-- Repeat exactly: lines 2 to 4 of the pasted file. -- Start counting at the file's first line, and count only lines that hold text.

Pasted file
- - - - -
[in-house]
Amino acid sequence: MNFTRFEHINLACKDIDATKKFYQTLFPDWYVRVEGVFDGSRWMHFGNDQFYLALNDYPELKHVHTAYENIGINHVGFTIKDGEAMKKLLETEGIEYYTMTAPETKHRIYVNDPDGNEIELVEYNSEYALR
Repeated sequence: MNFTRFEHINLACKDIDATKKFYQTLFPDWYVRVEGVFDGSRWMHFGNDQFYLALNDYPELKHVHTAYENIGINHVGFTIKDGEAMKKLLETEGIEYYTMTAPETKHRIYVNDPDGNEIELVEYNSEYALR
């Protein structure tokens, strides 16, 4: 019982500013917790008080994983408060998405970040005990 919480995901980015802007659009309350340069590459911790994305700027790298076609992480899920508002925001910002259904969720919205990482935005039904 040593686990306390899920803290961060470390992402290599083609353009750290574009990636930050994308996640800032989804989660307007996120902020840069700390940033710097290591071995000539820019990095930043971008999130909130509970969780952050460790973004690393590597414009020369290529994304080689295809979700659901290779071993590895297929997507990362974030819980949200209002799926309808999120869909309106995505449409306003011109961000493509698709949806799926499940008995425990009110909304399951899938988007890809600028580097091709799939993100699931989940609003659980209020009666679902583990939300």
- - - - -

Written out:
Amino acid sequence: MNFTRFEHINLACKDIDATKKFYQTLFPDWYVRVEGVFDGSRWMHFGNDQFYLALNDYPELKHVHTAYENIGINHVGFTIKDGEAMKKLLETEGIEYYTMTAPETKHRIYVNDPDGNEIELVEYNSEYALR
Repeated sequence: MNFTRFEHINLACKDIDATKKFYQTLFPDWYVRVEGVFDGSRWMHFGNDQFYLALNDYPELKHVHTAYENIGINHVGFTIKDGEAMKKLLETEGIEYYTMTAPETKHRIYVNDPDGNEIELVEYNSEYALR
């Protein structure tokens, strides 16, 4: 019982500013917790008080994983408060998405970040005990 919480995901980015802007659009309350340069590459911790994305700027790298076609992480899920508002925001910002259904969720919205990482935005039904 040593686990306390899920803290961060470390992402290599083609353009750290574009990636930050994308996640800032989804989660307007996120902020840069700390940033710097290591071995000539820019990095930043971008999130909130509970969780952050460790973004690393590597414009020369290529994304080689295809979700659901290779071993590895297929997507990362974030819980949200209002799926309808999120869909309106995505449409306003011109961000493509698709949806799926499940008995425990009110909304399951899938988007890809600028580097091709799939993100699931989940609003659980209020009666679902583990939300």